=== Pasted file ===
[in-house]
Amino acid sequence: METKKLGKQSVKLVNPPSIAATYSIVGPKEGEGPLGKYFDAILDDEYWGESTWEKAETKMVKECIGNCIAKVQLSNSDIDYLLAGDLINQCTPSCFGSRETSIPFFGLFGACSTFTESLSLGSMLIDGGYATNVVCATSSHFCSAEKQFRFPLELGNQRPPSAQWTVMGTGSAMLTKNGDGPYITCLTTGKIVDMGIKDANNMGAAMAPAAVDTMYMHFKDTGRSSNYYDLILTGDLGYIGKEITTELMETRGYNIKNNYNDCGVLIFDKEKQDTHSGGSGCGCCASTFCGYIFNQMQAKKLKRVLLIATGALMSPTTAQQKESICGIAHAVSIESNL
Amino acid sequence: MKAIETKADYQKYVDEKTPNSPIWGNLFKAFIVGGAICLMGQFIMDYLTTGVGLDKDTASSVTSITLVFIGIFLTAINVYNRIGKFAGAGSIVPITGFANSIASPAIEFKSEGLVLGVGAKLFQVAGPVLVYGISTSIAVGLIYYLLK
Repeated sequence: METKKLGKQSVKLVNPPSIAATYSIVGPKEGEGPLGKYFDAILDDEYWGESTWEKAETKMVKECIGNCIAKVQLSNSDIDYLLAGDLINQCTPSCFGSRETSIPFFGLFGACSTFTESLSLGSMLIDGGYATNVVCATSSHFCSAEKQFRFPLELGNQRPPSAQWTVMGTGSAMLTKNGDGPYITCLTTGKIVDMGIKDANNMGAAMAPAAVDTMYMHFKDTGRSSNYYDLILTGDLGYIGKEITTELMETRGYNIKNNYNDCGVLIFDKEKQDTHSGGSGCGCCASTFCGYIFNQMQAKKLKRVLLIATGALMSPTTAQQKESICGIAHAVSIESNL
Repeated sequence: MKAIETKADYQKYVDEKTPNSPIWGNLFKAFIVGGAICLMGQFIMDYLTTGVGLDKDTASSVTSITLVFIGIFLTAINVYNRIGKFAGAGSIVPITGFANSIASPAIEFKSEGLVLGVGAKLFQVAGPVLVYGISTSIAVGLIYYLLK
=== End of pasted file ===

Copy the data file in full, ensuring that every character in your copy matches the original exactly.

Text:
[in-house]
Amino acid sequence: METKKLGKQSVKLVNPPSIAATYSIVGPKEGEGPLGKYFDAILDDEYWGESTWEKAETKMVKECIGNCIAKVQLSNSDIDYLLAGDLINQCTPSCFGSRETSIPFFGLFGACSTFTESLSLGSMLIDGGYATNVVCATSSHFCSAEKQFRFPLELGNQRPPSAQWTVMGTGSAMLTKNGDGPYITCLTTGKIVDMGIKDANNMGAAMAPAAVDTMYMHFKDTGRSSNYYDLILTGDLGYIGKEITTELMETRGYNIKNNYNDCGVLIFDKEKQDTHSGGSGCGCCASTFCGYIFNQMQAKKLKRVLLIATGALMSPTTAQQKESICGIAHAVSIESNL
Amino acid sequence: MKAIETKADYQKYVDEKTPNSPIWGNLFKAFIVGGAICLMGQFIMDYLTTGVGLDKDTASSVTSITLVFIGIFLTAINVYNRIGKFAGAGSIVPITGFANSIASPAIEFKSEGLVLGVGAKLFQVAGPVLVYGISTSIAVGLIYYLLK
Repeated sequence: METKKLGKQSVKLVNPPSIAATYSIVGPKEGEGPLGKYFDAILDDEYWGESTWEKAETKMVKECIGNCIAKVQLSNSDIDYLLAGDLINQCTPSCFGSRETSIPFFGLFGACSTFTESLSLGSMLIDGGYATNVVCATSSHFCSAEKQFRFPLELGNQRPPSAQWTVMGTGSAMLTKNGDGPYITCLTTGKIVDMGIKDANNMGAAMAPAAVDTMYMHFKDTGRSSNYYDLILTGDLGYIGKEITTELMETRGYNIKNNYNDCGVLIFDKEKQDTHSGGSGCGCCASTFCGYIFNQMQAKKLKRVLLIATGALMSPTTAQQKESICGIAHAVSIESNL
Repeated sequence: MKAIETKADYQKYVDEKTPNSPIWGNLFKAFIVGGAICLMGQFIMDYLTTGVGLDKDTASSVTSITLVFIGIFLTAINVYNRIGKFAGAGSIVPITGFANSIASPAIEFKSEGLVLGVGAKLFQVAGPVLVYGISTSIAVGLIYYLLK